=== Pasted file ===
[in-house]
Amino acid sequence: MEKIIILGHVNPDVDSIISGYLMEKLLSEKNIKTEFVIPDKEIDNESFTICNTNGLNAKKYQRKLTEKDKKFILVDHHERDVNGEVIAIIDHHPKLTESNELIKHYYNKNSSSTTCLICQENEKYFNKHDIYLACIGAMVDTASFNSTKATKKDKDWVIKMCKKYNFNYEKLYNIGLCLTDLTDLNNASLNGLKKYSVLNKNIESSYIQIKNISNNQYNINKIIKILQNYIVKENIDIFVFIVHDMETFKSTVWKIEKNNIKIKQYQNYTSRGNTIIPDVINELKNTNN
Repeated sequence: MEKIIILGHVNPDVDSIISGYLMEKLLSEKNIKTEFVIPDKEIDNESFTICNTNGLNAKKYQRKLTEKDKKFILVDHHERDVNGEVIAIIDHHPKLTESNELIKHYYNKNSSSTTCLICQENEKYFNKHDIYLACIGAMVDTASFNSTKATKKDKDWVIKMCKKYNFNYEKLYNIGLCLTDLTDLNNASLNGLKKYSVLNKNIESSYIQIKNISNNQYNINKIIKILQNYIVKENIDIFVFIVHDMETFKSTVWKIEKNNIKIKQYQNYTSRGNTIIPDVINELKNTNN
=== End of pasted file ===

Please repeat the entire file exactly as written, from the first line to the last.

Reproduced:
[in-house]
Amino acid sequence: MEKIIILGHVNPDVDSIISGYLMEKLLSEKNIKTEFVIPDKEIDNESFTICNTNGLNAKKYQRKLTEKDKKFILVDHHERDVNGEVIAIIDHHPKLTESNELIKHYYNKNSSSTTCLICQENEKYFNKHDIYLACIGAMVDTASFNSTKATKKDKDWVIKMCKKYNFNYEKLYNIGLCLTDLTDLNNASLNGLKKYSVLNKNIESSYIQIKNISNNQYNINKIIKILQNYIVKENIDIFVFIVHDMETFKSTVWKIEKNNIKIKQYQNYTSRGNTIIPDVINELKNTNN
Repeated sequence: MEKIIILGHVNPDVDSIISGYLMEKLLSEKNIKTEFVIPDKEIDNESFTICNTNGLNAKKYQRKLTEKDKKFILVDHHERDVNGEVIAIIDHHPKLTESNELIKHYYNKNSSSTTCLICQENEKYFNKHDIYLACIGAMVDTASFNSTKATKKDKDWVIKMCKKYNFNYEKLYNIGLCLTDLTDLNNASLNGLKKYSVLNKNIESSYIQIKNISNNQYNINKIIKILQNYIVKENIDIFVFIVHDMETFKSTVWKIEKNNIKIKQYQNYTSRGNTIIPDVINELKNTNN